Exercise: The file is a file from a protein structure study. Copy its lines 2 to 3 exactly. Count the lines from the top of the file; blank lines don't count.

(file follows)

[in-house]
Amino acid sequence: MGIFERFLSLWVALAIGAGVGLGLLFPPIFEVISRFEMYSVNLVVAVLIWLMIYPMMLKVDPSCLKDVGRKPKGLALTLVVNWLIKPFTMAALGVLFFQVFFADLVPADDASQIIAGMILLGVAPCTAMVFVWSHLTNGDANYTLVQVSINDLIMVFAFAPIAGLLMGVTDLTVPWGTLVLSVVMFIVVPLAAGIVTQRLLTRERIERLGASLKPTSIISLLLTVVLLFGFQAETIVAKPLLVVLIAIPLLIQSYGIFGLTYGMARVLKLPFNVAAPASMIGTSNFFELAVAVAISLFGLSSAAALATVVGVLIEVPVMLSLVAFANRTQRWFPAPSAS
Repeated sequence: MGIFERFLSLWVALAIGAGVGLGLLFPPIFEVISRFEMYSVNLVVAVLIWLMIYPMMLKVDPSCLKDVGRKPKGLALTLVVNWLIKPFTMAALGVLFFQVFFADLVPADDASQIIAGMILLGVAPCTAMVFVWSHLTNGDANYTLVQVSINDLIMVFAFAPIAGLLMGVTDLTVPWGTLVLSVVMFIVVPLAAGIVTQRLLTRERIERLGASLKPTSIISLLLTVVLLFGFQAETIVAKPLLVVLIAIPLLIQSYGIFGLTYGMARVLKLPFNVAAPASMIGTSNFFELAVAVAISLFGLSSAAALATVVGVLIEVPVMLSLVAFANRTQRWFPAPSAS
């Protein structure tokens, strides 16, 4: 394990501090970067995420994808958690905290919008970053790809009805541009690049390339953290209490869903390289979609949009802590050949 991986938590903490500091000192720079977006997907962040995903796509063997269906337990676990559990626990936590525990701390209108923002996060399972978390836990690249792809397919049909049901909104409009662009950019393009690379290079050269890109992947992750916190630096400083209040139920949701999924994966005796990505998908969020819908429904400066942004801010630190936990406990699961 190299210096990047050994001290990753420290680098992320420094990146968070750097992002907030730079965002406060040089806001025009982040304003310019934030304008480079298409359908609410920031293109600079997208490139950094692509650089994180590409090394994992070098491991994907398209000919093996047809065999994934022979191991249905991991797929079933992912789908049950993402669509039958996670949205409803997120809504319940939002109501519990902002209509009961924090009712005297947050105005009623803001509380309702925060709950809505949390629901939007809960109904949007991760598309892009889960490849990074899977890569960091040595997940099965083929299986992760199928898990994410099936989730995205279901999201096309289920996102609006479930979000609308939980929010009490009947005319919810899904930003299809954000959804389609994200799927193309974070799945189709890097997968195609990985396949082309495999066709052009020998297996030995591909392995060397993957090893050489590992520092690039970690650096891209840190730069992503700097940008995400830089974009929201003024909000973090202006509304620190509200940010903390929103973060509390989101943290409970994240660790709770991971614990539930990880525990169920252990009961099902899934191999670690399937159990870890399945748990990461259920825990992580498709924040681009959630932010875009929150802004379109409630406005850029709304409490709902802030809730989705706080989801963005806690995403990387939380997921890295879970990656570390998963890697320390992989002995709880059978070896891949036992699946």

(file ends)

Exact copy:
Amino acid sequence: MGIFERFLSLWVALAIGAGVGLGLLFPPIFEVISRFEMYSVNLVVAVLIWLMIYPMMLKVDPSCLKDVGRKPKGLALTLVVNWLIKPFTMAALGVLFFQVFFADLVPADDASQIIAGMILLGVAPCTAMVFVWSHLTNGDANYTLVQVSINDLIMVFAFAPIAGLLMGVTDLTVPWGTLVLSVVMFIVVPLAAGIVTQRLLTRERIERLGASLKPTSIISLLLTVVLLFGFQAETIVAKPLLVVLIAIPLLIQSYGIFGLTYGMARVLKLPFNVAAPASMIGTSNFFELAVAVAISLFGLSSAAALATVVGVLIEVPVMLSLVAFANRTQRWFPAPSAS
Repeated sequence: MGIFERFLSLWVALAIGAGVGLGLLFPPIFEVISRFEMYSVNLVVAVLIWLMIYPMMLKVDPSCLKDVGRKPKGLALTLVVNWLIKPFTMAALGVLFFQVFFADLVPADDASQIIAGMILLGVAPCTAMVFVWSHLTNGDANYTLVQVSINDLIMVFAFAPIAGLLMGVTDLTVPWGTLVLSVVMFIVVPLAAGIVTQRLLTRERIERLGASLKPTSIISLLLTVVLLFGFQAETIVAKPLLVVLIAIPLLIQSYGIFGLTYGMARVLKLPFNVAAPASMIGTSNFFELAVAVAISLFGLSSAAALATVVGVLIEVPVMLSLVAFANRTQRWFPAPSAS